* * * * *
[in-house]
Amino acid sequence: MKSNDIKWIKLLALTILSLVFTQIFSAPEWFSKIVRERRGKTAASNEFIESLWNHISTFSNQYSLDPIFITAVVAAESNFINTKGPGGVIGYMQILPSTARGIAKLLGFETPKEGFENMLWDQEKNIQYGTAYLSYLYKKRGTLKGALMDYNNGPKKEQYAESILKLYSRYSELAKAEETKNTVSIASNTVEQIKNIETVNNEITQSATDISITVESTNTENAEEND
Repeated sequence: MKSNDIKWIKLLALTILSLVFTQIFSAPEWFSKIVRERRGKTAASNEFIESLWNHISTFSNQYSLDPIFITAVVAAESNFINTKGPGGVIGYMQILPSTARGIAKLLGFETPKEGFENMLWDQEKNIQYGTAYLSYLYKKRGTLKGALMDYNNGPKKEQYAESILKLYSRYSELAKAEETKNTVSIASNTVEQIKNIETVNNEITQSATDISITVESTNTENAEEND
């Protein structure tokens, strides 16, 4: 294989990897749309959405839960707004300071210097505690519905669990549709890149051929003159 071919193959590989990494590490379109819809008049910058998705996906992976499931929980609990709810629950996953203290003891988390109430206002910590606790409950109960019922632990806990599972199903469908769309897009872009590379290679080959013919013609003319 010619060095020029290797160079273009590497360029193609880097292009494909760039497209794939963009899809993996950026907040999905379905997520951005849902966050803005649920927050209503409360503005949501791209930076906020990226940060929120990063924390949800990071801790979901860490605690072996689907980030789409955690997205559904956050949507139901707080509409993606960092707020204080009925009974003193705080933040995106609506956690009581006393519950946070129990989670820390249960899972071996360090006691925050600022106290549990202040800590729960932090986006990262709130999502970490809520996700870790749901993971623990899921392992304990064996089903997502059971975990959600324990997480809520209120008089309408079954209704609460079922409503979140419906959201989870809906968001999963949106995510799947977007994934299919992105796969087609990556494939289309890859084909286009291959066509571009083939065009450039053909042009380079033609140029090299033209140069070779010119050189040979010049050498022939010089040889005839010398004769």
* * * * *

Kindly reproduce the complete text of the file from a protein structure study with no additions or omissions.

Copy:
[in-house]
Amino acid sequence: MKSNDIKWIKLLALTILSLVFTQIFSAPEWFSKIVRERRGKTAASNEFIESLWNHISTFSNQYSLDPIFITAVVAAESNFINTKGPGGVIGYMQILPSTARGIAKLLGFETPKEGFENMLWDQEKNIQYGTAYLSYLYKKRGTLKGALMDYNNGPKKEQYAESILKLYSRYSELAKAEETKNTVSIASNTVEQIKNIETVNNEITQSATDISITVESTNTENAEEND
Repeated sequence: MKSNDIKWIKLLALTILSLVFTQIFSAPEWFSKIVRERRGKTAASNEFIESLWNHISTFSNQYSLDPIFITAVVAAESNFINTKGPGGVIGYMQILPSTARGIAKLLGFETPKEGFENMLWDQEKNIQYGTAYLSYLYKKRGTLKGALMDYNNGPKKEQYAESILKLYSRYSELAKAEETKNTVSIASNTVEQIKNIETVNNEITQSATDISITVESTNTENAEEND
């Protein structure tokens, strides 16, 4: 294989990897749309959405839960707004300071210097505690519905669990549709890149051929003159 071919193959590989990494590490379109819809008049910058998705996906992976499931929980609990709810629950996953203290003891988390109430206002910590606790409950109960019922632990806990599972199903469908769309897009872009590379290679080959013919013609003319 010619060095020029290797160079273009590497360029193609880097292009494909760039497209794939963009899809993996950026907040999905379905997520951005849902966050803005649920927050209503409360503005949501791209930076906020990226940060929120990063924390949800990071801790979901860490605690072996689907980030789409955690997205559904956050949507139901707080509409993606960092707020204080009925009974003193705080933040995106609506956690009581006393519950946070129990989670820390249960899972071996360090006691925050600022106290549990202040800590729960932090986006990262709130999502970490809520996700870790749901993971623990899921392992304990064996089903997502059971975990959600324990997480809520209120008089309408079954209704609460079922409503979140419906959201989870809906968001999963949106995510799947977007994934299919992105796969087609990556494939289309890859084909286009291959066509571009083939065009450039053909042009380079033609140029090299033209140069070779010119050189040979010049050498022939010089040889005839010398004769």